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The Social Anxieties of Progressive Reform

The Social Anxieties of Progressive Reform: Atlantic City, 1854-1920

Martin Paulsson
Copyright Date: 1994
Published by: NYU Press
Pages: 264
https://www.jstor.org/stable/j.ctt9qfk1g
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  • Book Info
    The Social Anxieties of Progressive Reform
    Book Description:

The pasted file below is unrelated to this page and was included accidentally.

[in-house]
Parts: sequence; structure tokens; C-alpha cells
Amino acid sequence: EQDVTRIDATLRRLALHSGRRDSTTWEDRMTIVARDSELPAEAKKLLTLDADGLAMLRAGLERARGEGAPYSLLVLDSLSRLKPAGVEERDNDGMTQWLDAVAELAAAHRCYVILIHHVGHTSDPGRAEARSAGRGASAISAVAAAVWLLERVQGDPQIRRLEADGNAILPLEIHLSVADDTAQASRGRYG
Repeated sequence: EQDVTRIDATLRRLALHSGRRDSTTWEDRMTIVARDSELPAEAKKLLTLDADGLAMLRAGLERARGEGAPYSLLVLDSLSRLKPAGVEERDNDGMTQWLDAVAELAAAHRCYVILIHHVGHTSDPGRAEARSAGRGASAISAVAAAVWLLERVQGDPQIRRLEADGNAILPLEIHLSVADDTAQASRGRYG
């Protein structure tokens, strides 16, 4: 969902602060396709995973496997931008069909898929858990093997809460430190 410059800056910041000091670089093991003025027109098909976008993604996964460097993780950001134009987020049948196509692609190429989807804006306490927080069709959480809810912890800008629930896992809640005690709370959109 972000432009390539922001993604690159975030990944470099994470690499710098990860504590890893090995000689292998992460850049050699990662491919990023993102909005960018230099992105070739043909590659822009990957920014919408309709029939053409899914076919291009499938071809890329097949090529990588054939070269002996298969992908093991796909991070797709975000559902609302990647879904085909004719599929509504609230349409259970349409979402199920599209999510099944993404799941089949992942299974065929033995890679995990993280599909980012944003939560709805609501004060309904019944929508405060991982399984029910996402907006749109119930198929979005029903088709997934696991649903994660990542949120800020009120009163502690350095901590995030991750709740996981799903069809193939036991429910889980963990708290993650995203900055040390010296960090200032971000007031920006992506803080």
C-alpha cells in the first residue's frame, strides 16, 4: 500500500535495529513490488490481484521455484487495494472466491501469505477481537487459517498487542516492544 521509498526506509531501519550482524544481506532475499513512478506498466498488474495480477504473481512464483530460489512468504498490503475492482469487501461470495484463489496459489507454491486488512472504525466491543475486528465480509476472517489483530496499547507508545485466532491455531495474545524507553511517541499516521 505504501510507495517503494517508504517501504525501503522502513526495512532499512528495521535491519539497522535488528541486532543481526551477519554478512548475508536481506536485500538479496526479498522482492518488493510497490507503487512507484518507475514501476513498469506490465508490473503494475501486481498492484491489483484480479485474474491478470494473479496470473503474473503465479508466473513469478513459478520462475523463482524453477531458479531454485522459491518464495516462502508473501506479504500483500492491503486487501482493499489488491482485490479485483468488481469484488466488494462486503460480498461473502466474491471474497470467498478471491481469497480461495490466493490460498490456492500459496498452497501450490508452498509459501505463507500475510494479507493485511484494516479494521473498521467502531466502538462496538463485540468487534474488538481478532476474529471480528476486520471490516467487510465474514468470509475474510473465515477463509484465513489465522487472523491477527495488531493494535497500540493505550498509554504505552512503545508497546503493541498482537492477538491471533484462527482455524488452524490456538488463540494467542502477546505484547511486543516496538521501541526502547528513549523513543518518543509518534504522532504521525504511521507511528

Tracing the evolution of Atlantic City from a miserable hamlet of fishermen's huts in 1854 to the nation's premier seaside resort in 1910, The Social Anxieties of Progressive Reform chronicles a bizarre political conflict that reaches to the very heart of Progressivism. Operating outside of the traditional constraints of family, church, and community, commercial recreation touched the rawest nerves of the reform impulse. The sight of young men and women frolicking in the surf and tangoing on the beach and the presence of unescorted women in boardwalk cafs and cabarets translated for many Progressives, secular and evangelical alike, into a wholesale rejection of socio-sexual restraints and portended disaster for the American family. While some viewed Atlantic City as a modern-day Sodom and Gomorrah, others considered the resort the triumph of American democracy and a healthy and innocent release from the drudgery and regimentation of industrial society. These conflicting currents resulted in a policy of strategic censorship that evolved in stages during the formative years of the city. Sunday drinking, gambling, and prostitution were permitted, albeit under increasingly stringent controls, but resort amusements were significantly restricted and shut down entirely on Sunday. This policy also segregated blacks from the beach and the boardwalk. By 1890, more than one in five residents of Atlantic City was black, a uniquely high ratio among northern cities. While the urban economies of the north depended on immigrant labor, the resort economy of Atlantic City rested on legions of black cooks, waiters, bellmen, and domestic workers. Paulsson's description of African-American life in Atlantic City provides a vivid and comprehensive picture of life in the North during the decades following the Civil War.Paulsson's work, and his focus on changing social values and growing racial tensions, brings to light an ongoing crisis in American society, namely the chasm between religion and mass culture as embodied by the indifference to the sanctity of the Sabbath. In Atlantic City, churches mounted a nationwide effort to preserve the Christian Sunday, a movement that grew steadily after the Civil War. Paullson's account of modern Sabbatarianism provides fresh insights into the nature of evangelical reform and its relationship to the Progressive movement. Filled with over forty delightful historical photographs that vividly depict the evolution of the resort's architecture, political scene, and even swimwear, The Social Anxieties of Progressive Reform is must reading for anyone interested in American mass culture, Progressivism, and reform movements. Paulsson has illustrated the story with over forty delightful historical photographs that vividly depict the evolution of the resort's architecture, political scene, and even swimwear.